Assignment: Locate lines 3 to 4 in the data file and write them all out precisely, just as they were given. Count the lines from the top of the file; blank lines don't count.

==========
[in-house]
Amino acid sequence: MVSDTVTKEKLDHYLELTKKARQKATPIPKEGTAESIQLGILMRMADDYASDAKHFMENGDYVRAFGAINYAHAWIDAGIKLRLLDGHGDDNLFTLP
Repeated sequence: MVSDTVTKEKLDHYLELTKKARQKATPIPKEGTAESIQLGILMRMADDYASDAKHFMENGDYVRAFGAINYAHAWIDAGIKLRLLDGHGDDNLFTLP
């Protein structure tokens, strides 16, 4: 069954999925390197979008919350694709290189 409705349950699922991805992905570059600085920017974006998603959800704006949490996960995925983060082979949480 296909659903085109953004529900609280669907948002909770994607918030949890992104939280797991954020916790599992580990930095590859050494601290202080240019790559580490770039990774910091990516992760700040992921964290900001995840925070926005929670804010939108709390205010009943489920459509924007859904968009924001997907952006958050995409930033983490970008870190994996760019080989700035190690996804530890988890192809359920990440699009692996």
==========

Repeated sequence: MVSDTVTKEKLDHYLELTKKARQKATPIPKEGTAESIQLGILMRMADDYASDAKHFMENGDYVRAFGAINYAHAWIDAGIKLRLLDGHGDDNLFTLP
């Protein structure tokens, strides 16, 4: 069954999925390197979008919350694709290189 409705349950699922991805992905570059600085920017974006998603959800704006949490996960995925983060082979949480 296909659903085109953004529900609280669907948002909770994607918030949890992104939280797991954020916790599992580990930095590859050494601290202080240019790559580490770039990774910091990516992760700040992921964290900001995840925070926005929670804010939108709390205010009943489920459509924007859904968009924001997907952006958050995409930033983490970008870190994996760019080989700035190690996804530890988890192809359920990440699009692996």